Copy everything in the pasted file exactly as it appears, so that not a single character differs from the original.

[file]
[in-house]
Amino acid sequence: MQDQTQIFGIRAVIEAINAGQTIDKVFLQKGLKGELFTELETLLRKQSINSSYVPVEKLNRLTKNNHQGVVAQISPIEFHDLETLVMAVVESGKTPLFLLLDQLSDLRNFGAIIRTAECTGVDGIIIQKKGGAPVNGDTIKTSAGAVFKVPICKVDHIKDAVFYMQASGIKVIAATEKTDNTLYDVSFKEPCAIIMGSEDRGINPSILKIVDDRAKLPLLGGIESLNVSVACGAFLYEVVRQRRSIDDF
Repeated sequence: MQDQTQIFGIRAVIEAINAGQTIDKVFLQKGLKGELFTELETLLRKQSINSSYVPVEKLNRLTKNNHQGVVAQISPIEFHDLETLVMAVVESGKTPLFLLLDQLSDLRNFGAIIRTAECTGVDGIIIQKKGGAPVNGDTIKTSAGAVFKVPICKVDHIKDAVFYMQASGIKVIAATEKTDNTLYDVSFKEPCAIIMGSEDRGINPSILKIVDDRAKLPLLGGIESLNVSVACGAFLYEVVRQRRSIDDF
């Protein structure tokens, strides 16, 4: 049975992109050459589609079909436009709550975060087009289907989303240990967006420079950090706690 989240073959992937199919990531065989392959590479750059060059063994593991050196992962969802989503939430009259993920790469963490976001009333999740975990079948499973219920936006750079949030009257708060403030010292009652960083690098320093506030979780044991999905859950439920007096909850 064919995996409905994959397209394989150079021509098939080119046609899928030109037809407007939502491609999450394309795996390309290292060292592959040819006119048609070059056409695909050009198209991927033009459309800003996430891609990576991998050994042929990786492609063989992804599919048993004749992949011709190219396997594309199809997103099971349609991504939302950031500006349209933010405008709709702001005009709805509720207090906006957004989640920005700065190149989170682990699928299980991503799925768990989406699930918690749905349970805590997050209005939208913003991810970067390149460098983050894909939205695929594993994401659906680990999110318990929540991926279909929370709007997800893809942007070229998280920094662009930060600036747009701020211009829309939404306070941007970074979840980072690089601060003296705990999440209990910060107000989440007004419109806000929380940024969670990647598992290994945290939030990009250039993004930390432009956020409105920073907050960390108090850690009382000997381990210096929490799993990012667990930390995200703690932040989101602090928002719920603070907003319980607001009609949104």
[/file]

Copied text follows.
[in-house]
Amino acid sequence: MQDQTQIFGIRAVIEAINAGQTIDKVFLQKGLKGELFTELETLLRKQSINSSYVPVEKLNRLTKNNHQGVVAQISPIEFHDLETLVMAVVESGKTPLFLLLDQLSDLRNFGAIIRTAECTGVDGIIIQKKGGAPVNGDTIKTSAGAVFKVPICKVDHIKDAVFYMQASGIKVIAATEKTDNTLYDVSFKEPCAIIMGSEDRGINPSILKIVDDRAKLPLLGGIESLNVSVACGAFLYEVVRQRRSIDDF
Repeated sequence: MQDQTQIFGIRAVIEAINAGQTIDKVFLQKGLKGELFTELETLLRKQSINSSYVPVEKLNRLTKNNHQGVVAQISPIEFHDLETLVMAVVESGKTPLFLLLDQLSDLRNFGAIIRTAECTGVDGIIIQKKGGAPVNGDTIKTSAGAVFKVPICKVDHIKDAVFYMQASGIKVIAATEKTDNTLYDVSFKEPCAIIMGSEDRGINPSILKIVDDRAKLPLLGGIESLNVSVACGAFLYEVVRQRRSIDDF
């Protein structure tokens, strides 16, 4: 049975992109050459589609079909436009709550975060087009289907989303240990967006420079950090706690 989240073959992937199919990531065989392959590479750059060059063994593991050196992962969802989503939430009259993920790469963490976001009333999740975990079948499973219920936006750079949030009257708060403030010292009652960083690098320093506030979780044991999905859950439920007096909850 064919995996409905994959397209394989150079021509098939080119046609899928030109037809407007939502491609999450394309795996390309290292060292592959040819006119048609070059056409695909050009198209991927033009459309800003996430891609990576991998050994042929990786492609063989992804599919048993004749992949011709190219396997594309199809997103099971349609991504939302950031500006349209933010405008709709702001005009709805509720207090906006957004989640920005700065190149989170682990699928299980991503799925768990989406699930918690749905349970805590997050209005939208913003991810970067390149460098983050894909939205695929594993994401659906680990999110318990929540991926279909929370709007997800893809942007070229998280920094662009930060600036747009701020211009829309939404306070941007970074979840980072690089601060003296705990999440209990910060107000989440007004419109806000929380940024969670990647598992290994945290939030990009250039993004930390432009956020409105920073907050960390108090850690009382000997381990210096929490799993990012667990930390995200703690932040989101602090928002719920603070907003319980607001009609949104």